Five Pillow Day!

Two of his pet hates are cushions and pillows.

Two of my favourite things are cushions and pillows.

I always thought of them as somewhat decorative but mostly functional. He thinks they’re just stupid.

Along with the first vague understandings of my health issues came the realisation that pillows and cushions do more than provide comfort for me. They prop me up and support me.

Then over the next couple of years I worked out that I only need one or two (in each place I sit) but on really bad days, I need up to five.

Today is one such day. One on the left, another on my right, two behind me, and one between my knees. Nothing is able to hold itself in position and even my left hand rests in a pillow as I alternately type and drink tea with my right. The tea cup is placed in exactly the right position so there’s no twisting. For refills I need to ask for help.

Yesterday we had a huge chat as we discussed the ins and outs of the unpacking processes and how much better it’s been made by having a slow, staggered help and this little flat to crash at through the process. The old me would’ve sent him off to ride or paddle or work… it’s “easier” to do it on my own. But I’m physically in worse shape than I’ve ever been, and we have no choice. We feel like a pair of naughty children sent to our room, not able to come out without the cooperation of the other.

Three hours a day (and three hours only), we drive the two minutes down the road to the apartment, park Molly in her garage underground, and together we attack a handful of boxes.

I can’t do it without him. I can unpack boxes he brings to my chair, and I can direct what goes where and which box to unpack. But he can’t do it without me either. He’s never done it before, it’s completely overwhelming for him and his anxiety skyrockets. And when his anxiety levels are high he doesn’t listen too well. So I have to be patient and kind and gentle and ask (not tell).

We’re both super happy with the progress and with ourselves and each other. We’re nailing this in more ways than one.

But as each day moves into the next, I’m becoming more and more exhausted. There was a time that I could unpack a hundred boxes on my own, move the piano into place, and get rid of all the rubbish by the time he got home from work… five days in a row.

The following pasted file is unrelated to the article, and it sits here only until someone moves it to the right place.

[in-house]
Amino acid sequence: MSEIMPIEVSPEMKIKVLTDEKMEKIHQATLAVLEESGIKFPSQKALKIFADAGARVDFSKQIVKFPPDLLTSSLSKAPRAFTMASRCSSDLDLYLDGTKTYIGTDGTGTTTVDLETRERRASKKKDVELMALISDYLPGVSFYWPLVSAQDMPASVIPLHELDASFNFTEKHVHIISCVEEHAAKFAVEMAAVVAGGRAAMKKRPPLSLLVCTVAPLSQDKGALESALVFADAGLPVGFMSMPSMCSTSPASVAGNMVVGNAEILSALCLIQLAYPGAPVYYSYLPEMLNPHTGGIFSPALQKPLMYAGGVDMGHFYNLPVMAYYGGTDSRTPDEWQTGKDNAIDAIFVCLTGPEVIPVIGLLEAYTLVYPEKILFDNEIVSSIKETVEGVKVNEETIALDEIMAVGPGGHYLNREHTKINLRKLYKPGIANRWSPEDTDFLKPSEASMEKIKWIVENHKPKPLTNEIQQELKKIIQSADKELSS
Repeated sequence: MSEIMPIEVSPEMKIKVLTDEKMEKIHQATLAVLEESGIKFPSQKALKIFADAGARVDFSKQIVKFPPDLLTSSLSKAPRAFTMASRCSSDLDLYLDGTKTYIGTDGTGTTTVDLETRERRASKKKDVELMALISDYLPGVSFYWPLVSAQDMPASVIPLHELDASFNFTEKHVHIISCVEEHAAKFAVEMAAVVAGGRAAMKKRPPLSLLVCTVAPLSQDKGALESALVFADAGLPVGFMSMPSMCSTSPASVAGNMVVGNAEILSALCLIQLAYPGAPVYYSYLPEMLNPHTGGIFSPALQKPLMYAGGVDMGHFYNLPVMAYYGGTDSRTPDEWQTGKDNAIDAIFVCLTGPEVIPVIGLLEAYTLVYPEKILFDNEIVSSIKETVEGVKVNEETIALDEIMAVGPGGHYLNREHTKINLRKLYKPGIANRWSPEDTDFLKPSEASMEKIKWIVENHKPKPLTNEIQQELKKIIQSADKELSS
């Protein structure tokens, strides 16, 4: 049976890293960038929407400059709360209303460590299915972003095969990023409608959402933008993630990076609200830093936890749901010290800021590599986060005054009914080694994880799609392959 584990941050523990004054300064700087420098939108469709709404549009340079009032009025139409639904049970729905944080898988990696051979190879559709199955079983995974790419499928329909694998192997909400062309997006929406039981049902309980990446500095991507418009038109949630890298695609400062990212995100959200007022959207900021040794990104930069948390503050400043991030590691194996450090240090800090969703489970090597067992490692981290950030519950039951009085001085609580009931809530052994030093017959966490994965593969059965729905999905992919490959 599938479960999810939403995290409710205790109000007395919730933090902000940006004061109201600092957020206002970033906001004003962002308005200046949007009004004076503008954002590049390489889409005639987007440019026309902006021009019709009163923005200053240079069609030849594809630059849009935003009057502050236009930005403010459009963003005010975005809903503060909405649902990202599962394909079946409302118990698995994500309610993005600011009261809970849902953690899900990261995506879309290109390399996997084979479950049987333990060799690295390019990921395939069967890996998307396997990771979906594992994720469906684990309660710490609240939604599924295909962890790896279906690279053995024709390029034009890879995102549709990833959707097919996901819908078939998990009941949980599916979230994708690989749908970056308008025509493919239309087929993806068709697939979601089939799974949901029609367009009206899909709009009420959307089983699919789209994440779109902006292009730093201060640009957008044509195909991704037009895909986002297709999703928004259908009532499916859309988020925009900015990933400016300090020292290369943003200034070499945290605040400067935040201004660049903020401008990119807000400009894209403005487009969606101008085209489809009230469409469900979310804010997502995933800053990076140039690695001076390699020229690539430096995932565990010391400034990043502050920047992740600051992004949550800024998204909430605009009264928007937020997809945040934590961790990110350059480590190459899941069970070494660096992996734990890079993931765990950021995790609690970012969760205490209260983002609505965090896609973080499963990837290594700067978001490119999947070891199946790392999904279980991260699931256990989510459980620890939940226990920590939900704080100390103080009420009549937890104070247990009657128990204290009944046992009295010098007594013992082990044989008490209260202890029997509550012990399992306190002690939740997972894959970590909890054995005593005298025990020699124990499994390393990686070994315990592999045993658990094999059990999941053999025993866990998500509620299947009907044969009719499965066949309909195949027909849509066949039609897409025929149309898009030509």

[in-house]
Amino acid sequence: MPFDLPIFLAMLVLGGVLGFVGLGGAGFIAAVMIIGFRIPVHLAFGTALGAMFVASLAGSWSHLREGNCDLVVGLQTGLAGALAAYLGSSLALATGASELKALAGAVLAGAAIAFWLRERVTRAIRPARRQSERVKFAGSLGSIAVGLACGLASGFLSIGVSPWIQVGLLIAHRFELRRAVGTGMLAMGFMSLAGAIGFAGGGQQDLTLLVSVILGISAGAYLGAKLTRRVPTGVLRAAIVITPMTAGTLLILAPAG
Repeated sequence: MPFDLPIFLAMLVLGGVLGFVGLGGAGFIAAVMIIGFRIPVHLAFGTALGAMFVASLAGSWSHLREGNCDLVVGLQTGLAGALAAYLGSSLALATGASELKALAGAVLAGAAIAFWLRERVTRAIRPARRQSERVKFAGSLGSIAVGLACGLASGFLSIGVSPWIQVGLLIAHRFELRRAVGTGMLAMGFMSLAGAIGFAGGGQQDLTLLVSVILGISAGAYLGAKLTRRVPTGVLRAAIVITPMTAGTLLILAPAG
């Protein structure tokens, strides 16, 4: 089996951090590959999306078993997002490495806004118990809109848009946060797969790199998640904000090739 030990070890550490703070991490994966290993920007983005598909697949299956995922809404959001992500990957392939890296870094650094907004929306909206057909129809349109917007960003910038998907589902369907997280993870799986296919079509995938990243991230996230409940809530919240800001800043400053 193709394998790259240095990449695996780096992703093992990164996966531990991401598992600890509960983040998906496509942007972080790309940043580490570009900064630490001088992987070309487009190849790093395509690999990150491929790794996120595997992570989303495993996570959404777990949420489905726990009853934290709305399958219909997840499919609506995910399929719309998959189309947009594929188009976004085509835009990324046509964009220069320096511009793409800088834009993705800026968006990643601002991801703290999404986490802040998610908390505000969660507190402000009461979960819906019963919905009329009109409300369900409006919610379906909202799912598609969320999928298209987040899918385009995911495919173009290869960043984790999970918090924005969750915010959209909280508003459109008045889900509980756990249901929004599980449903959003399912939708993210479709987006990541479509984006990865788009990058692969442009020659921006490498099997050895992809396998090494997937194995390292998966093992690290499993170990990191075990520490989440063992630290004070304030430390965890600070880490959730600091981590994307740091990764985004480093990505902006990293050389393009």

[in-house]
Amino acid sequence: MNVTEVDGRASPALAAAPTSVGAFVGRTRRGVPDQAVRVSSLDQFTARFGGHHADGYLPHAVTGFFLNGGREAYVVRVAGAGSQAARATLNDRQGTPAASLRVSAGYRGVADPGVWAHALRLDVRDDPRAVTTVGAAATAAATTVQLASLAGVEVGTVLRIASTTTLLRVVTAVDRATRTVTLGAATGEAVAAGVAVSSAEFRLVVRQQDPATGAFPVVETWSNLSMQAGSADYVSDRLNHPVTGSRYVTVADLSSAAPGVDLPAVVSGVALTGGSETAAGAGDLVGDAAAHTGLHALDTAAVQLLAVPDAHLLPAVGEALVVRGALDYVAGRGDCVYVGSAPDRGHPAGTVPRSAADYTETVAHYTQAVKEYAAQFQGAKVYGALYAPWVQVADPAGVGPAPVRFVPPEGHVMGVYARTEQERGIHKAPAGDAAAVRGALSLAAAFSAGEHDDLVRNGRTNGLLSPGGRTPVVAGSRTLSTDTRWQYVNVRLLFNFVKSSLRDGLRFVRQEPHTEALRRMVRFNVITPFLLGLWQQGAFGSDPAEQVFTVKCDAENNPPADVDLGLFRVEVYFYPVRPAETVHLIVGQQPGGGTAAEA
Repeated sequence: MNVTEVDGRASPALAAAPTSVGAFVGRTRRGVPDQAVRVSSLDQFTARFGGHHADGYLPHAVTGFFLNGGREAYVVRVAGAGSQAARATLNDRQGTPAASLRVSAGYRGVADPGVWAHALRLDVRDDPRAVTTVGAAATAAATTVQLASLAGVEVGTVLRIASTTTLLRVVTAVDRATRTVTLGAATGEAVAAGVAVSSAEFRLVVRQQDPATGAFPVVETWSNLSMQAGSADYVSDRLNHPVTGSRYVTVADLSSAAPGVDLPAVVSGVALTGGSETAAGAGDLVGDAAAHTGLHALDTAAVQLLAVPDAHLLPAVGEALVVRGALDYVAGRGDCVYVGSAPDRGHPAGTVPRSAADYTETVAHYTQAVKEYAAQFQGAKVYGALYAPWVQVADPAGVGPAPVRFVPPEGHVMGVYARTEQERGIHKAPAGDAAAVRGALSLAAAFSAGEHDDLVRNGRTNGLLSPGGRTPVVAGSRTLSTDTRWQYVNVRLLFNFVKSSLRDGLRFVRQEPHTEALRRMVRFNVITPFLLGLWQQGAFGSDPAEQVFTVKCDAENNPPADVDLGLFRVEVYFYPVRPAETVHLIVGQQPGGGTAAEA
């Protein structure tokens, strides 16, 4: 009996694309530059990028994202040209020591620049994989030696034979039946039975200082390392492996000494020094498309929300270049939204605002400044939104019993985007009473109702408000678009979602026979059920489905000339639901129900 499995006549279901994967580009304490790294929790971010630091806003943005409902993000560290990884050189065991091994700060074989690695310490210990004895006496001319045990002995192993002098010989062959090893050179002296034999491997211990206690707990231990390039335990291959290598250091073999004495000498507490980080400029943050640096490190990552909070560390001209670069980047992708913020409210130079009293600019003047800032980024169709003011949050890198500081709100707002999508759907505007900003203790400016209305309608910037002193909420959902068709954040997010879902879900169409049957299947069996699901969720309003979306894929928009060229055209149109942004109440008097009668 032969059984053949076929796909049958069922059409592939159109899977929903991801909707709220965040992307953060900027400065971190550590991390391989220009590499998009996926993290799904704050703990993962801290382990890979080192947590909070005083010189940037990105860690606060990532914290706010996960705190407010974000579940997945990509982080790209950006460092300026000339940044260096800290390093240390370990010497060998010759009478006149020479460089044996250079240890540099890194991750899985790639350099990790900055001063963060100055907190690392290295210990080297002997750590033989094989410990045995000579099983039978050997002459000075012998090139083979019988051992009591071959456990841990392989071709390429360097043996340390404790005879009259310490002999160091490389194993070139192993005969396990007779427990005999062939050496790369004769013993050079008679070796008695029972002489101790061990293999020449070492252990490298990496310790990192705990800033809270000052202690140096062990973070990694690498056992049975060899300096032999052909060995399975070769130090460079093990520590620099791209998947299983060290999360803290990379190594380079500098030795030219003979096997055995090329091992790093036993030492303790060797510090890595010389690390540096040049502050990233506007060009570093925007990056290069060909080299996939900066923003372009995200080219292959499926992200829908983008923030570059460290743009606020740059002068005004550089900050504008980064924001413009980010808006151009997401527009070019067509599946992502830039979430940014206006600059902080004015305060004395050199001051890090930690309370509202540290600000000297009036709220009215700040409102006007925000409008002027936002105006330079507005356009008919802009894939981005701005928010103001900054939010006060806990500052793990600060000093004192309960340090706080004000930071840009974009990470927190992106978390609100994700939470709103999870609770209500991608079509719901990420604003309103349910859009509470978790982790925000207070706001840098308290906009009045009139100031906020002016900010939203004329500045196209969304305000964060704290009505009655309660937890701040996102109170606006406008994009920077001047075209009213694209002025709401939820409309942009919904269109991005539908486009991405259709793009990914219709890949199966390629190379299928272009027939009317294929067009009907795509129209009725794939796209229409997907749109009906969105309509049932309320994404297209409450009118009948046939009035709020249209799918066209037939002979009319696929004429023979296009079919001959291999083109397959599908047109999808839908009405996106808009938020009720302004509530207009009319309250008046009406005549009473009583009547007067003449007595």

But not any more. Now the three hours are all I can do, and it’s three painfully slow and frustrating hours at that. I can ride a recumbent bicycle for three hours straight, but sitting in a camping chair giving orders and bending over open boxes and opening packages within those boxes is a whole different ball game and the pain sets in quickly, …. followed right behind by the brain fog. Then I can’t string more than a few words together.

It’s difficult explain. I say door instead of window, left instead of right, clothes instead chair… and more often than not I can’t find the word at all…

It’s frustrating for both of us. We might need a day off tomorrow? Or maybe even two days?

Today is day five of the unpack. The kitchen arrived just as we were leaving…

I’m assuming it’ll be installed over the next few days. If I can’t string more than a few words together and my pain levels are through the roof, then it’s a five pillow day… and time for a rest.

PS: Thanks so much to those who’ve signed on the easy, no-spam newsletters I send out no more often than monthly (and believe me, I miss sending half of those)!

Monthly update newsletter:

Where you can find and follow Jennifer:

YouTube |Blog | The Mighty | Facebook | Twitter | Pinterest | Goodreads | Amazon

@JPeaSmith

The Good News or the Bad News?

I’ll start with the bad news as it’s simpler.

We rented an apartment in Malta that wasn’t quite finished (literally just needs kitchen and curtains and insect screens installed) everything else is stunning and brand new and finished). But at least we could store our stuff while went for our six week Molly adventure, and if it wasn’t finished on our return we could cook in Molly but sleep in the apartment.

The bad news is it’s not ready, which is fine, but the adorable landlords have rented us another gorgeous, furnished apartment, and set us up with food, towels, beds …everything just a few blocks away.

Which is very kind. But we need to unpack and start getting things sorted ASAP as we have visitors and things we need, and things to unpack, and and and …. so it’s annoying.

But the good news list grows longer by the day:

  • They won’t let us pay rent on either place.. for the furnished apartment or the one without a kitchen. So we’re saving a few bucks which is a bonus as we still haven’t sold the house back in Joburg.